All that we could ask for is what the Opposition have been pressing for but for which it is unreasonable to ask: that the Secretary of State should undertake to underwrite financially every concessionary fare scheme which any local authority may wish to operate. My right hon. Friend refuses to do it under the new provisions, he refuses to do it under the existing provisions, and the last Labour Government certainly did not do it during the many years when they had the opportunity to do exactly the same thing.

    At a time when public transport in many parts of this country had declined substantially and seriously, the Labour Government were not prepared to step in and underwrite concessionary fare schemes. My right hon. Friend is not prepared to do that, nor would it be reasonable for him to do it. All that my right hon. Friend is doing in the new clauses is saying to local authorities, "Work out a reasonable and sensible concessionary fares scheme. If the local operators will not participate, I shall give you the power to force them to participate." My right hon. Friend has done everything that he said in Committee he would do, and Conservative Members are grateful to him.

    The hon. Member for Derbyshire, West (Mr. Parris) and I both serve on the Select Committee on Transport, but I did not have the privilege of serving on the Committee which examined the Bill. I have been stunned by some of the remarks which have been made, to which I have listened carefully. I have also been listening carefully to you, Mr. Deputy Speaker. You have said that we should try to deal with the clauses and not roam all over the globe.

    Hon. Members will recall that I have already said that I am disturbed about the nature of the Bill. The Transport and General Workers Union is also disturbed by it. That is why continual lobbying is taking place. Hon. Members who support the Bill are being asked to discuss it with the union because union members feel grave disquiet about their future wages, conditions of work and pensions. Their suspicions and fears have not yet been allayed, nor have the suspicions and fears of the elderly about the concessionary fares which the new clauses attempt to wrap up as much as possible. Concessionary fares in London, however, are almost enshrined in law.

    The Secretary of State has never lacked nerve, but he has great nerve when he suggests that the Opposition do not care about the elderly and that it is only the Conservatives who care. That is ridiculous. I concede immediately to the hon. Member for Nottingham, South (Mr. Brandon-Bravo) that the care felt in local government cuts right across party political boundaries. It may be that in Nottingham the Tories were persuaded by the attitude of the then Labour Government and by what was taking place in Birmingham, which is not very far from Nottingham. When one scheme gets under way, great pressure is exerted, which works to the advantage of the elderly.

    Many Conservative and Liberal members of local authorities would prefer that kind of scheme to be applied as generously as possible. Vying with that would be the philosophy of hon. Members who hold similar views to those of the hon. Member for Nottingham, South: that such a scheme should not impose too heavy a burden upon ratepayers and taxpayers. If the hon. Member for Nottingham, South does not hold that view, I shall accept what he says. However, that is the general attitude of the Tories and of the Secretary of State, who has been forced to try to allay people's fears.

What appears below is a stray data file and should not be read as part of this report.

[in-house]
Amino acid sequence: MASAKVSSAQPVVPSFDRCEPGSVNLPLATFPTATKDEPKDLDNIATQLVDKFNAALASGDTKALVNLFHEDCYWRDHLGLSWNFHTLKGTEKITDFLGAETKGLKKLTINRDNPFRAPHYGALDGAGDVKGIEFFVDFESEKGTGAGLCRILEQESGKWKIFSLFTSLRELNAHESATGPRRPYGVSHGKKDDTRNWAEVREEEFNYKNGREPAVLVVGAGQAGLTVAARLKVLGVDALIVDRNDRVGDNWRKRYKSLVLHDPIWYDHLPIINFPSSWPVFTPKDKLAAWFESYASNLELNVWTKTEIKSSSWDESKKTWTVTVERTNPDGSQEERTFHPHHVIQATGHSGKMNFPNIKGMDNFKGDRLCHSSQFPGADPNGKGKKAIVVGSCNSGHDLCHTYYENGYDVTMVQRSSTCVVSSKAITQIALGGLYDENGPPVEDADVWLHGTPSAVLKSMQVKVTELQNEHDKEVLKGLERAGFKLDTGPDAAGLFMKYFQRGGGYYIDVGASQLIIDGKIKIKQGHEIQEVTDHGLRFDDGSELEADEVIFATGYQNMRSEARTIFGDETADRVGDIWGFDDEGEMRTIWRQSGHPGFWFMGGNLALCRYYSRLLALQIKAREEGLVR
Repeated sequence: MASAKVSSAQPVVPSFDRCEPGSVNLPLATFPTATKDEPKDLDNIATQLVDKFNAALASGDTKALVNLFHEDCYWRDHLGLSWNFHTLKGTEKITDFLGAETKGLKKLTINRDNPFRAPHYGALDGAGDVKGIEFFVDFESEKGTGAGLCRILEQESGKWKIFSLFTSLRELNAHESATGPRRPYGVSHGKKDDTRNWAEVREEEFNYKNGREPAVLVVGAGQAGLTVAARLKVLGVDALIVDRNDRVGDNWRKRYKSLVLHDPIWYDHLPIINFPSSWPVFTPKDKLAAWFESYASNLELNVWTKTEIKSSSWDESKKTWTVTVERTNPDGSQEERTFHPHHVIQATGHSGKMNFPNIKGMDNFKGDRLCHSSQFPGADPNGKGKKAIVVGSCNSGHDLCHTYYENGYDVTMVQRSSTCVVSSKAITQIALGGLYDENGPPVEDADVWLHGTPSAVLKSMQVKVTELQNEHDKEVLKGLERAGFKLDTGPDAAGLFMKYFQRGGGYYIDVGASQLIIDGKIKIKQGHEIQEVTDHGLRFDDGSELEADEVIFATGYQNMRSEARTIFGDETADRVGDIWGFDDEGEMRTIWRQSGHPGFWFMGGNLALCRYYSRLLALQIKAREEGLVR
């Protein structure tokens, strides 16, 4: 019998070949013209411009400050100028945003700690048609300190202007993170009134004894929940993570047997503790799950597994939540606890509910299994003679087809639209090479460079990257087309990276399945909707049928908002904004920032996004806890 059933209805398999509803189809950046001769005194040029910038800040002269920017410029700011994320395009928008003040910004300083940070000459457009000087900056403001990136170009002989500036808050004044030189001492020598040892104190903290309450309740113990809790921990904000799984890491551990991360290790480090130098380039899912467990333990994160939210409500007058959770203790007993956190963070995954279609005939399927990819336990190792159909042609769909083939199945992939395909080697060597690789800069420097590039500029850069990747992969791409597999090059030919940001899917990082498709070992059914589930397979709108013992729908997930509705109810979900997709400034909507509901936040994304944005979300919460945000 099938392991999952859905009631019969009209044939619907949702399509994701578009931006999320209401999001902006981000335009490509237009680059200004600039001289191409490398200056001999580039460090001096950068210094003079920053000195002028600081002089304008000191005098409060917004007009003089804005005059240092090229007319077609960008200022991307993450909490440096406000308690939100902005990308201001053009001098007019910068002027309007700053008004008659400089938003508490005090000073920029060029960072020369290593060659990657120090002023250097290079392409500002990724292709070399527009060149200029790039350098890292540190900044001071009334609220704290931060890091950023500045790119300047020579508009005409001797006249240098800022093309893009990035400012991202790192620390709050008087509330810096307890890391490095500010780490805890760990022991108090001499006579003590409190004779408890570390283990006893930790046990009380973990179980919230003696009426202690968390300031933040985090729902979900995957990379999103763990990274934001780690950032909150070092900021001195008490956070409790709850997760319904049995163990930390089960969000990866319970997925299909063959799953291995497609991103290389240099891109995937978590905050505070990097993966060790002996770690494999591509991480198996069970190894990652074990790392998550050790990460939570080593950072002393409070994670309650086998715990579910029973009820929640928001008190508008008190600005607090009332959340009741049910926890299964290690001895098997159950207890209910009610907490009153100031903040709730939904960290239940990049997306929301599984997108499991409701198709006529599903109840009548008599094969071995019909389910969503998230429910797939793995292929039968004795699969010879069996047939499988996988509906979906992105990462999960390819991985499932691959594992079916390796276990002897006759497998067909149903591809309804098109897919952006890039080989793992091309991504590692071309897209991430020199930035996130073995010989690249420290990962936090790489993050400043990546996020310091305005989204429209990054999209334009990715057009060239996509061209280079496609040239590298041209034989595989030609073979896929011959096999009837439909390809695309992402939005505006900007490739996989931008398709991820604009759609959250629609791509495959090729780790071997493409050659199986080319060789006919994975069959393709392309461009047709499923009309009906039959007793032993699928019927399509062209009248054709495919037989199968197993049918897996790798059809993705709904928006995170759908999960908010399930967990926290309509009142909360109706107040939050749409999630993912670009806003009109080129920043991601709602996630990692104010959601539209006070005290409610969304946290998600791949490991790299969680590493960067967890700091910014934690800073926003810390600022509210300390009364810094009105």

Many questions about new clause 11 have to be asked. If a private operator backtracks upon his supposed obligations under the local authority scheme, what kind of policing is there to be? If reports are made because of certain misdeeds, will the private operator be able to use lawyers to try to safeguard his scheme? How many cases do we envisage? The answer to the hon. Member for Derbyshire, West is that people in general have greater faith in local authority and municipal transport schemes.

    I have lived a bit longer than the hon. Gentleman and I well remember the substandard private bus operations that we heard about when we visited Hereford and Worcester. There were ample tales about that. I want to know more about the consequences of such things—the charging of people who should not be charged when only one vehicle is in sight. The whole gamut of the Bill opens the way for the slick operator and to cowboy activity. We shall see it in full measure in due course.

    8 pm

    I want particularly to allude to the climate in which the free fare—not the concessionary fare—on London buses and tubes came into being. That was accepted in the longer term by Tory members of the GLC. It was in their election manifesto and they could not backtrack on that. But they certainly did not spearhead the free fair system. It is not customary for concessionary fares or free travel for pensioners to be spearheaded by Tories, despite their importance. Mostly they go along with initiatives taken by Labour Members on local authorities, and that is what happened in the GLC.

    Labour Members have had the most powerful lobby that they have ever experienced, financed by the Labour-controlled GLC. Old people have been encouraged to keep smothering us with representations on the necessity to safeguard their free travel on London's buses and tubes. They are now worried about the extent to which privatisation will mean that they will not get the same deal that they have been accustomed to under the GLC's management of buses and tubes which has now long gone. That is why Tory Members in Committee on the London Regional Transport Bill had to get up on their hind legs and insist that the Secretary of State dare not do anything other than safeguard the situation in London.